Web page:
Acute respiratory distress syndrome (ARDS) is a common disease caused by direct lung injury or extra-pulmonary diseases and is often associated with high morbidity and mortality. Due to the diverse pathophysiology of ARDS among patients, challenges in identifying disease mechanisms and specific therapeutic interventions remain. In an effort to standardize preclinical observational conditions, a widely used animal model for ARDS/acute inflammation involves lipopolysaccharide (LPS) administration. Intravenous or intraperitoneal LPS administration can cause indirect lung and/or organ injury due to the release of inflammatory mediators into the systemic circulation.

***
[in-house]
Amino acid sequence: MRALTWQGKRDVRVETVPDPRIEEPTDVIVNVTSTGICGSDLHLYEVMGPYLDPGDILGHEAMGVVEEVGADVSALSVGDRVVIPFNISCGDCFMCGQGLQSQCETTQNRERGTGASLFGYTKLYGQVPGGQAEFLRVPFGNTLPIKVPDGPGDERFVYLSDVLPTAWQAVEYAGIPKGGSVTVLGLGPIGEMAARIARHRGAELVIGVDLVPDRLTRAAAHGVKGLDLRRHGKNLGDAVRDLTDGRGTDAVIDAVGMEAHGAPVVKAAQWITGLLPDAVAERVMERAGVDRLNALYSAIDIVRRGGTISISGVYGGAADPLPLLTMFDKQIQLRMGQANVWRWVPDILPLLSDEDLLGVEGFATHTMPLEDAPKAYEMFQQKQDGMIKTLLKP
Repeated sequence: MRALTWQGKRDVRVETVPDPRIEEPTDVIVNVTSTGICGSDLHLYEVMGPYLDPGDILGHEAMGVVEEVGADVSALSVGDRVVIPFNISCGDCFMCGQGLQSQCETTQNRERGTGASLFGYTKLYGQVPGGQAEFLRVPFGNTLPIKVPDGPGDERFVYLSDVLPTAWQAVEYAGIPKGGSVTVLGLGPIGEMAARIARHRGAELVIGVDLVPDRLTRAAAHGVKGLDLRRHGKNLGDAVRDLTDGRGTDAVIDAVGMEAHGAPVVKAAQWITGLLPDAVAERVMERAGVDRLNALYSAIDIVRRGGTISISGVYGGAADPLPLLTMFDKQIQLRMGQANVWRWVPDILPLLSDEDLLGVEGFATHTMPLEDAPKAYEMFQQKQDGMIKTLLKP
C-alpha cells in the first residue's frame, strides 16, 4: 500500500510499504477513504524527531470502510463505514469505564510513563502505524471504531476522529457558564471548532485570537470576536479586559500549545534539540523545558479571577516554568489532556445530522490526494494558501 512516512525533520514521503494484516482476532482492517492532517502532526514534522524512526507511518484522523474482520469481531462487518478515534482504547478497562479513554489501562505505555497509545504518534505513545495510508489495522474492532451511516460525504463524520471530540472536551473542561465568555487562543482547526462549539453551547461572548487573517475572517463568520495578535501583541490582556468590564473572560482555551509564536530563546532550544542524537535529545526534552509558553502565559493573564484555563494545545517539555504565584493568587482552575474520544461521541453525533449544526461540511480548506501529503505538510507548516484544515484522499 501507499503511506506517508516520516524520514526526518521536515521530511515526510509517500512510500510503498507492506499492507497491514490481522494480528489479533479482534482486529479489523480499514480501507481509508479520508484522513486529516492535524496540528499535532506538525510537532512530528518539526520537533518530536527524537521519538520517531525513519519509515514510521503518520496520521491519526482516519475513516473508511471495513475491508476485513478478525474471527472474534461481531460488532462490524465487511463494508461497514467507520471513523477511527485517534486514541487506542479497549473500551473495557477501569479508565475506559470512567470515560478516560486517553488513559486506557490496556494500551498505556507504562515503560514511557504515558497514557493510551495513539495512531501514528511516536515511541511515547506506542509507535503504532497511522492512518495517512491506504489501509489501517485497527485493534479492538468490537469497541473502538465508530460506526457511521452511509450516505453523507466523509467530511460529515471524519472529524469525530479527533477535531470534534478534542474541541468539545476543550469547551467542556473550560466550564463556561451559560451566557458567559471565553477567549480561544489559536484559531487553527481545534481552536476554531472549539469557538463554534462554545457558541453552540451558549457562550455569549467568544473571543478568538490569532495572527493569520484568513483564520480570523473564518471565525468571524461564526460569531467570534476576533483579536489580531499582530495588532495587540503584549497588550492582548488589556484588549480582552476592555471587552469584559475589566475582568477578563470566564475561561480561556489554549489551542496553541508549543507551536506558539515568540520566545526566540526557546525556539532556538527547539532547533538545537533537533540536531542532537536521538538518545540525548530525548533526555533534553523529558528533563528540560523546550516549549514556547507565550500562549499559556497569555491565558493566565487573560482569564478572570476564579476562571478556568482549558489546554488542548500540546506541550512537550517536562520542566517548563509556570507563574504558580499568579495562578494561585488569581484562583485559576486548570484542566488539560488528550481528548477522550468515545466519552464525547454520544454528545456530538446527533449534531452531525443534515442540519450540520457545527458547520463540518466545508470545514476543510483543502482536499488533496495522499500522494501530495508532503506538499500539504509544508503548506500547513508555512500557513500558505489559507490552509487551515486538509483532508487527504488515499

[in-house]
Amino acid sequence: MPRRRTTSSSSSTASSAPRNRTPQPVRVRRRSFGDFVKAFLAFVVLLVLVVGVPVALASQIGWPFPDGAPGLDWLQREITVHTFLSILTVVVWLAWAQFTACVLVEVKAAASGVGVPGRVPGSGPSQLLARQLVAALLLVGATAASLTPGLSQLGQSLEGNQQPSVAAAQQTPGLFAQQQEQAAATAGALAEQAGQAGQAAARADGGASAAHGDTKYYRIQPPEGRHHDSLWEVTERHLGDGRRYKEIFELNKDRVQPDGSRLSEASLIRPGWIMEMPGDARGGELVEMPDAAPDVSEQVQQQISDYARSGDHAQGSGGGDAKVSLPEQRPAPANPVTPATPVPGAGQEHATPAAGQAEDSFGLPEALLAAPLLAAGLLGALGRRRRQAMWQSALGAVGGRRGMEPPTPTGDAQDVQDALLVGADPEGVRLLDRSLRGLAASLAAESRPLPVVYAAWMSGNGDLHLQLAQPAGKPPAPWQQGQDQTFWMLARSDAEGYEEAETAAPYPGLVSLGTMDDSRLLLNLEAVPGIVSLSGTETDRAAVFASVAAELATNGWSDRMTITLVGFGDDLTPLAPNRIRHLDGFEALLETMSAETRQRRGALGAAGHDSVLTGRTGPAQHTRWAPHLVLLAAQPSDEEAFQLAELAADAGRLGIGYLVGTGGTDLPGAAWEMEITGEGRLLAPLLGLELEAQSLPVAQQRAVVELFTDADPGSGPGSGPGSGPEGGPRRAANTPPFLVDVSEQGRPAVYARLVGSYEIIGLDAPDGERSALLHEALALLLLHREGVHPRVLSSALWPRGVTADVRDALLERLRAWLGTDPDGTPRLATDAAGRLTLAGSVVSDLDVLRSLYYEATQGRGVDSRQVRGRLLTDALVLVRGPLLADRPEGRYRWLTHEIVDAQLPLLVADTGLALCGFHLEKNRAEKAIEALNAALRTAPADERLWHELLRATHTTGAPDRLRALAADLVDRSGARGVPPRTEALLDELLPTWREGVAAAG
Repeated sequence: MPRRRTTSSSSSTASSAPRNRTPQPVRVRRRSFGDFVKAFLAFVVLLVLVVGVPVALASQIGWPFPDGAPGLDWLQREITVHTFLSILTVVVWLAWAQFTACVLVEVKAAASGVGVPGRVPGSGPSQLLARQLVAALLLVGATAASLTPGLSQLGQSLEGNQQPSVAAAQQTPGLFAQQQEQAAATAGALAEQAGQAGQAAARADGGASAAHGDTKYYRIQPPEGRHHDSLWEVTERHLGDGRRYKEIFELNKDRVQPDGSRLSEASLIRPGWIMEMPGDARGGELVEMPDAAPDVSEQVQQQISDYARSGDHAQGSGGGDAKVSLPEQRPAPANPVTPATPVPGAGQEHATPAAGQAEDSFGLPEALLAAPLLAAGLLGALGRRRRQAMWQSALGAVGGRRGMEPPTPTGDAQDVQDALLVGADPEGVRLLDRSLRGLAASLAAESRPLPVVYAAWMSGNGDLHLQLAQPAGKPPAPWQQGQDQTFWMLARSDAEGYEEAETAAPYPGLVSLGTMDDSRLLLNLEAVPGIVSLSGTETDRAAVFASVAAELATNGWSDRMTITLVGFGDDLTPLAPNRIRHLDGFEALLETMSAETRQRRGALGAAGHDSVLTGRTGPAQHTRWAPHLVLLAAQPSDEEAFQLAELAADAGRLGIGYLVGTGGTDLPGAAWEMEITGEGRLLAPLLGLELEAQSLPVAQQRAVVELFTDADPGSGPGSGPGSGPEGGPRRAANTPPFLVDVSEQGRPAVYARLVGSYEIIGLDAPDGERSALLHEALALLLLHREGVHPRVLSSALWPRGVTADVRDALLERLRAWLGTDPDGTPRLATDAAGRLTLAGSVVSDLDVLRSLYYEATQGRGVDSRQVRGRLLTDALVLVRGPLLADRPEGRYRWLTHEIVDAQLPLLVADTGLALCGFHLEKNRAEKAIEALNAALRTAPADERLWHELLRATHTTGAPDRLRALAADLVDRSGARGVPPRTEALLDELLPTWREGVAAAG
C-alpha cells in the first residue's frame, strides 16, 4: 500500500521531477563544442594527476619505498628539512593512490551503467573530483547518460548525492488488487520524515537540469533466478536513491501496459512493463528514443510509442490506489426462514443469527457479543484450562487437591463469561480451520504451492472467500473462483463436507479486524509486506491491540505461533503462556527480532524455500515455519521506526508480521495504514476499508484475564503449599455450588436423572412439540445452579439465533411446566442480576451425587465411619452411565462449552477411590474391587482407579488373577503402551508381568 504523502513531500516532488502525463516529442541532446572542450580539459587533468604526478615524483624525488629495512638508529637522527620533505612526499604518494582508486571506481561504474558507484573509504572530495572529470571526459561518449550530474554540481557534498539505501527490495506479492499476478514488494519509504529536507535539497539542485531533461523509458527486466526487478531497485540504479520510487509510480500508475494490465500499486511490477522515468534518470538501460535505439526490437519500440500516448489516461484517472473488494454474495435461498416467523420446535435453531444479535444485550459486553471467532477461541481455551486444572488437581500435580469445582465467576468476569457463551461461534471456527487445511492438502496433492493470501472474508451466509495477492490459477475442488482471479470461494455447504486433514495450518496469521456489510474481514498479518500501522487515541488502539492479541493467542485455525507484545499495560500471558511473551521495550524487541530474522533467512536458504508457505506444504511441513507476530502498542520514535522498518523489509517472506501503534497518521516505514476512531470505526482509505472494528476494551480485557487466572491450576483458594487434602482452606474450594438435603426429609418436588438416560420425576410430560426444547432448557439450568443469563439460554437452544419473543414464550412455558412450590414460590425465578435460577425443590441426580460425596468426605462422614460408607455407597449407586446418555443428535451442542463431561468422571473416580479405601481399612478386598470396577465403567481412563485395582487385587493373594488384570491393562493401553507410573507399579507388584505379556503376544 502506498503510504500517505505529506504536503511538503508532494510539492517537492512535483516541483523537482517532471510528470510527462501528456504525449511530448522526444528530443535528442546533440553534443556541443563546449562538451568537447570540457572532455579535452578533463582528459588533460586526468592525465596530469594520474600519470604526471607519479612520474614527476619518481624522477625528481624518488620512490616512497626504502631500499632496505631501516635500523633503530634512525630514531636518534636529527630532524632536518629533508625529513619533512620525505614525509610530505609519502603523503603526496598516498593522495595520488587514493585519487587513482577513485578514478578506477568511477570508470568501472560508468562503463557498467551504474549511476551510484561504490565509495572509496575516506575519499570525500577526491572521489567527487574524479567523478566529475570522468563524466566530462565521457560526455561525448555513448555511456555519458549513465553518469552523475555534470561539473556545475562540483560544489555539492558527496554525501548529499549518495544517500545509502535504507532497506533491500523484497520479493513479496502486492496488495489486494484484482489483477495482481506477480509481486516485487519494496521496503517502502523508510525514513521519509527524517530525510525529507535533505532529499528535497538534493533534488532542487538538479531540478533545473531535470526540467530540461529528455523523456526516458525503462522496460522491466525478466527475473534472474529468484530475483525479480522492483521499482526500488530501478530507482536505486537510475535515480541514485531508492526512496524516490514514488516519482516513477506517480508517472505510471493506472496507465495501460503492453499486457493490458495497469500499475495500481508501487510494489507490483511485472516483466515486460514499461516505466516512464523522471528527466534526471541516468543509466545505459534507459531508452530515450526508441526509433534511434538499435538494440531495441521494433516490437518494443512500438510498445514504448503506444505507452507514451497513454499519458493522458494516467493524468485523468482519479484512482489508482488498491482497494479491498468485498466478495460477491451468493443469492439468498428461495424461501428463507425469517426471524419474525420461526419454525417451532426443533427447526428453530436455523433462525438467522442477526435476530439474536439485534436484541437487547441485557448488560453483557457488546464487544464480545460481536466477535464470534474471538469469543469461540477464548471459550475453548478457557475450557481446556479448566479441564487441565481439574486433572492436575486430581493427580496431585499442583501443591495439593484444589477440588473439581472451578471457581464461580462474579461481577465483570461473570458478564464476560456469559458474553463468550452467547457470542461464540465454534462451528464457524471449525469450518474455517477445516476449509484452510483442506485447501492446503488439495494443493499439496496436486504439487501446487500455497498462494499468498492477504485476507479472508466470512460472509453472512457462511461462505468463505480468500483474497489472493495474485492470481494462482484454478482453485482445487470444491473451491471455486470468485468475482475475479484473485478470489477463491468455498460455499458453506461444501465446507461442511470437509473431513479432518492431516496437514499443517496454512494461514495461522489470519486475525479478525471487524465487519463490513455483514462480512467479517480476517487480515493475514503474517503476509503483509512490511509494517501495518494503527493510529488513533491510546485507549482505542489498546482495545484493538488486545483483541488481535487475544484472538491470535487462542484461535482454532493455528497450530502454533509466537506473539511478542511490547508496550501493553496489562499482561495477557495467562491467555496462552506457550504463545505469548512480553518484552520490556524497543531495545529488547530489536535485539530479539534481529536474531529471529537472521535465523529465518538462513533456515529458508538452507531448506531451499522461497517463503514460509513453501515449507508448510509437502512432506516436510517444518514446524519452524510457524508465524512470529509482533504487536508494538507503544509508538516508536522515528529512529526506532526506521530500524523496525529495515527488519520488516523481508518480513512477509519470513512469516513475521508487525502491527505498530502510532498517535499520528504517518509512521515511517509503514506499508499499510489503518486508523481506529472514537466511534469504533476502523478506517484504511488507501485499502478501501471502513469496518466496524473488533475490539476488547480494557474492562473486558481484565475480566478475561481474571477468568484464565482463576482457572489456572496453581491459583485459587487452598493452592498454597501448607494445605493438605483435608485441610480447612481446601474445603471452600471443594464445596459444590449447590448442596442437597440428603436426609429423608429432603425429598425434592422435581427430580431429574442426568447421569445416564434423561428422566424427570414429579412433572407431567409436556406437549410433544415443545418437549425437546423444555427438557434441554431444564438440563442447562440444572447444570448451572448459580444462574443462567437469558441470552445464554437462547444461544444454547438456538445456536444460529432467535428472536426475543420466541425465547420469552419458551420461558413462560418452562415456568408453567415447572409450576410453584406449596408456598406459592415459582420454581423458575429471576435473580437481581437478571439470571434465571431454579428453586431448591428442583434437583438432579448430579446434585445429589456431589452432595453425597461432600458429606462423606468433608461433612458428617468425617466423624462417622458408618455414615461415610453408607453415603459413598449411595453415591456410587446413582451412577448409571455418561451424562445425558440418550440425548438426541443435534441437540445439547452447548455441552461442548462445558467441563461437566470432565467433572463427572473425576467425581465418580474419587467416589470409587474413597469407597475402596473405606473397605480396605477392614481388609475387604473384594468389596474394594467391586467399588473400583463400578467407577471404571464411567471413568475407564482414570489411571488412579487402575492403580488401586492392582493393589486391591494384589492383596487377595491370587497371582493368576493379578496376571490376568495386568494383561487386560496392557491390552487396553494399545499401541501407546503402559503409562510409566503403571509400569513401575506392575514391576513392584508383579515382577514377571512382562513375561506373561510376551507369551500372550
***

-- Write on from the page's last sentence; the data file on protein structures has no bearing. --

Experimental animals: C57BL/6N, 6-weeks-old, female
Modeling reagent: Lipopolysaccharide (LPS, 13mg/kg) i.p.
Parameters measured: Body weight, survival rate
The acute inflammation mouse model was induced by intraperitoneal injection of lipopolysaccharide (LPS, 13mg/kg) on day 0. Dexamethasone (1.2mg/kg, i.p.) or an anti-TLR4 antibody (10mg/kg, i.p.) was injected the day before LPS induction. Survival rate and body weight were measured daily.
Efficacy Evaluation in LPS-Induced Acute Inflammatory Mice
Efficacy evaluation in an acute inflammation mouse model induced by LPS. (A) Body weight and percent of body weight change, (B) survival rate, (C) and mIL6 serum levels were measured in mice following LPS induction. Dexamethasone and anti-TLR4 Ab treatment improved survival rate and decreased serum mIL6 levels in LPS mice.